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2 Ways Safety And Efficiency Are Inextricably Combined

2 Reasons Safety And Efficiency Are Inextricably Combined

When you think about creating a safe environment for your employees, it’s easy to stay focused on policies and procedures. After all, it’s your duty to make sure your policies provide a solution for all potential areas where injury might occur.

For example, uniform policies that dictate specific shoes, clothing, and protective gear can prevent unnecessary slips, falls, burns, and cuts. However, even the best safety precautions can’t prevent workplace injuries in an inefficient environment.

Efficiency and safety are inextricably combined, and both need to be taken into account when considering overall safety, especially in an industrial workplace. If you’re working on improving your business processes, efficiency should be at the top of your list.

Here’s how efficiency and safety are connected:

1. An efficient robot is a safe robot

In recent years, the number of robots employed in industrial manufacturing has grown exponentially. Originally, robots were seen as a means to an end for increased productivity on automobile assembly lines (in the 1970s) and in warehouses. It makes sense – they don’t require pay raises, and they don’t get lethargic after lunch.

In one sense, robots keep workers safe from injury on the job since they can lift heavy objects and move them around with ease. However, most robots aren’t aware of their surroundings, and the robots themselves pose a significant danger to workers.

For instance, robots might move or drop chemicals and tools unexpectedly, or they might have exposed parts that can pose an electrical hazard to anyone nearby. Their surfaces might also be hot enough to burn human flesh.

The 2016 report titled Working Safely with Robot Workers: Recommendations for the New Workplace shares that back in 1987, line workers were at the greatest risk for injury, followed by maintenance workers and then programmers. Pinch-point injuries accounted for 56% of all robot-caused injuries, while 44% were impact injuries.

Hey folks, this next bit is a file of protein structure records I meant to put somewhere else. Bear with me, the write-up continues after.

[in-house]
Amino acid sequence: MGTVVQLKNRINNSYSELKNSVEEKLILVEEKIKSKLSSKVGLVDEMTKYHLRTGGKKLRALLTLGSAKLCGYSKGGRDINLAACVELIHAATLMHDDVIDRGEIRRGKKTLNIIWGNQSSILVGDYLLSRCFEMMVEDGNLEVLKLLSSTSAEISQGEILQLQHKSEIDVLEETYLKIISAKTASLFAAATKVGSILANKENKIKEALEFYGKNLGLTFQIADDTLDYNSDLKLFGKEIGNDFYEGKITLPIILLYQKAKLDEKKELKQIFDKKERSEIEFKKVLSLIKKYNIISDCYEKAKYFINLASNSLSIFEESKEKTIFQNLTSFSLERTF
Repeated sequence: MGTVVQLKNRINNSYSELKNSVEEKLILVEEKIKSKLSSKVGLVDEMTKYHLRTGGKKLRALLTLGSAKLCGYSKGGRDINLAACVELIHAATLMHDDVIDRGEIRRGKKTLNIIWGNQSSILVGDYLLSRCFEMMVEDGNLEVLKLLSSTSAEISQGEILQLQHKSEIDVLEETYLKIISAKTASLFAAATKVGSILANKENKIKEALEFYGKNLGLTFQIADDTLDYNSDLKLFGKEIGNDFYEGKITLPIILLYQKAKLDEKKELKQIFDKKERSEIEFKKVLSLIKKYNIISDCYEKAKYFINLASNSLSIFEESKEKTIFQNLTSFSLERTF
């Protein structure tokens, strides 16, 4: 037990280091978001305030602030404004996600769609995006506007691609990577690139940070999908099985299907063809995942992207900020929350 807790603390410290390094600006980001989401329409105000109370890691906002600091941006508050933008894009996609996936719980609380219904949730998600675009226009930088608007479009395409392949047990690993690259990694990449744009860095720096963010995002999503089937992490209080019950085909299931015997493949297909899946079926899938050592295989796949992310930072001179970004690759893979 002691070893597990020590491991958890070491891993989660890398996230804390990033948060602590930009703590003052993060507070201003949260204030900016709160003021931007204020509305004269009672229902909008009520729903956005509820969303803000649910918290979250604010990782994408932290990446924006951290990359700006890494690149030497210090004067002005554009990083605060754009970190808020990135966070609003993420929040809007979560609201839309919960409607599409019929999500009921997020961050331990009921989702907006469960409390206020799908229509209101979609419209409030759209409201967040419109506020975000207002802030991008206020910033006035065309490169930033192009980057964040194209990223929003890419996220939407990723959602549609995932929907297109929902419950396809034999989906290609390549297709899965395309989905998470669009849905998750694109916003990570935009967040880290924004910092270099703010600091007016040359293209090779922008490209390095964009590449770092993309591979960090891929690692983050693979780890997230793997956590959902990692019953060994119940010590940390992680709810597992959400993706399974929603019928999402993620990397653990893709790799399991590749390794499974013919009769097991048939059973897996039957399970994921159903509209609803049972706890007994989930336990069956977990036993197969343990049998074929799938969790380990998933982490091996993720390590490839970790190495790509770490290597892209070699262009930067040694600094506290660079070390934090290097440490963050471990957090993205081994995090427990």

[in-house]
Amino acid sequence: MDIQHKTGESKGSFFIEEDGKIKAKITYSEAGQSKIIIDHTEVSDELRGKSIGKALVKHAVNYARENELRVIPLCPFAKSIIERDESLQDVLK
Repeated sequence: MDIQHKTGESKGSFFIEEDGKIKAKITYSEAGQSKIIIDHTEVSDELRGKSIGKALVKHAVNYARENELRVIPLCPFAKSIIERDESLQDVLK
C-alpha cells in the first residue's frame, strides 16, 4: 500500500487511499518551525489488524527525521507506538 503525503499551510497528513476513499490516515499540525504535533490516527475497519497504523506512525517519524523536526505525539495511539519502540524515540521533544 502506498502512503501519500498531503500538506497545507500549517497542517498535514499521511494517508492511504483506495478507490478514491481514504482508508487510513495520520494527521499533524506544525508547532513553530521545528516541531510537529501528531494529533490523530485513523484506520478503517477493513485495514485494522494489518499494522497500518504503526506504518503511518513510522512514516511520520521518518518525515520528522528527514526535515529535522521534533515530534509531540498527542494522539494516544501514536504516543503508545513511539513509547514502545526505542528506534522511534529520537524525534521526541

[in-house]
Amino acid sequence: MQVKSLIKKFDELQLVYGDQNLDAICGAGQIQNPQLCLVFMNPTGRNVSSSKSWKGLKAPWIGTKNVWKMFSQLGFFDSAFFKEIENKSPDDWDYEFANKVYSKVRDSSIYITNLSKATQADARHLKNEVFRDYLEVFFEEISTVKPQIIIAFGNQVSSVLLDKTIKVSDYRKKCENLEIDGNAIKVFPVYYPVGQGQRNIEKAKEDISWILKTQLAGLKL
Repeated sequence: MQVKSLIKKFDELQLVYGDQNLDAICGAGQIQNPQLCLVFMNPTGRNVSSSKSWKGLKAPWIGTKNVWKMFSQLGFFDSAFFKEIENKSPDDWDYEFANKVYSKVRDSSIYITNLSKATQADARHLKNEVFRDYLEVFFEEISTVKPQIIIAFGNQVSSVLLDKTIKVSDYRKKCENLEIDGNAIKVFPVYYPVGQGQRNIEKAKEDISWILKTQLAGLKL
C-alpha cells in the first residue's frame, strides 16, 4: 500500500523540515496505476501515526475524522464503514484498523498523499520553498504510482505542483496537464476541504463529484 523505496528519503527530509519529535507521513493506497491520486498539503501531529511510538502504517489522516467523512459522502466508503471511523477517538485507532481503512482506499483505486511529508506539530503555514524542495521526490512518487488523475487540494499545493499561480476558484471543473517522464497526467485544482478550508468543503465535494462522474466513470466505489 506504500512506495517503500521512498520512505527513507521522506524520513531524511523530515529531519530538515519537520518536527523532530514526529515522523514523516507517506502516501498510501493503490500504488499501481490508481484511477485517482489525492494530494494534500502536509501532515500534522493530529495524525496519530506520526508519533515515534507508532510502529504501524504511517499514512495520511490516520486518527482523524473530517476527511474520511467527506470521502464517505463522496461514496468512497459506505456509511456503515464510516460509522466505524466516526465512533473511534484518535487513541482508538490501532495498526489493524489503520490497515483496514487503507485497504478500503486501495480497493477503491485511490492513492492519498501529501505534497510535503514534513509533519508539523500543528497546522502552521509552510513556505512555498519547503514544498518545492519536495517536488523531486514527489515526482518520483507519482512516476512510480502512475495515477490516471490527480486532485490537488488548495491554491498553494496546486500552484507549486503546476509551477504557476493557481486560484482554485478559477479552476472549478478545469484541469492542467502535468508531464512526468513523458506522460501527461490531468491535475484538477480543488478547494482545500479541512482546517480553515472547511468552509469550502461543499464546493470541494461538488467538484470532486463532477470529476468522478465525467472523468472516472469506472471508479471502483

As of 2015, reports have stated that today, injuries caused by robots are rare, and fatalities and dismemberments are even rarer. Accident statistics in Germany report anywhere from three to fifteen robot-caused injuries annually from 2005-2012. The US Occupational Safety and Health Administration (OSHA) claims robot-caused injuries are so rare, they combine them with other industrial accidents.

The robotics industry has been working hard to improve the efficiency of robotic technology, and this improvement has been much of the reason for reduced injuries.

Workplace injuries can be caused by both human and engineering errors. Loose connections, faulty electronics, programming bugs, and incorrect algorithms can cause injuries to humans. However, a prominent cause for injury occurs from “becoming so familiar with the robot’s redundant motions that personnel are too trusting in assuming the nature of these motions and place themselves in hazardous positions while programming or performing maintenance within the robot’s work zone.”

For this reason, it’s vital to maintain a robot at its peak efficiency, no matter what kind of job it’s doing.

One of the most common robots used in manufacturing is the industrial manipulator – a “machine with a rigid steel manipulator arm that allows complex pneumatic tilts and rotations, even when the product being moved is handled outside its center of mass.”

An efficient industrial manipulator will be able to maintain high stiffness for positioning accuracy when doing its job, but low stiffness when exposed to a collision force that a human cannot withstand.

This publication from the Journal of Mechanical Science and Technology details the results of various safety mechanisms in the manner described above. The researchers proposed a specific design that would enable absorption of the collision force under specific conditions. Through experiments, it was shown that positioning accuracy and collision safety were both improved by using their proposed design.

2. Efficient policies influence safe behavior

The only way a safety policy results in safety is when it’s being followed. The only way to get employees to follow your safety policy is to have an efficient way of demonstrating and enforcing that policy.

For instance, if a certain position working with metal requires all workers to wear gloves and goggles to protect their hands and eyes, the more efficiently you enforce that policy, the safer your employees will be.

Safety is a by-product of efficiency

Safety is just one result of efficiency in process and procedure. Accidents do happen, but maintaining the efficiency of the tools and machines your employees use contributes heavily to a safer work environment.

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Larry Alton is an independent business consultant specializing in social media trends, business, and entrepreneurship. Follow him on Twitter and LinkedIn.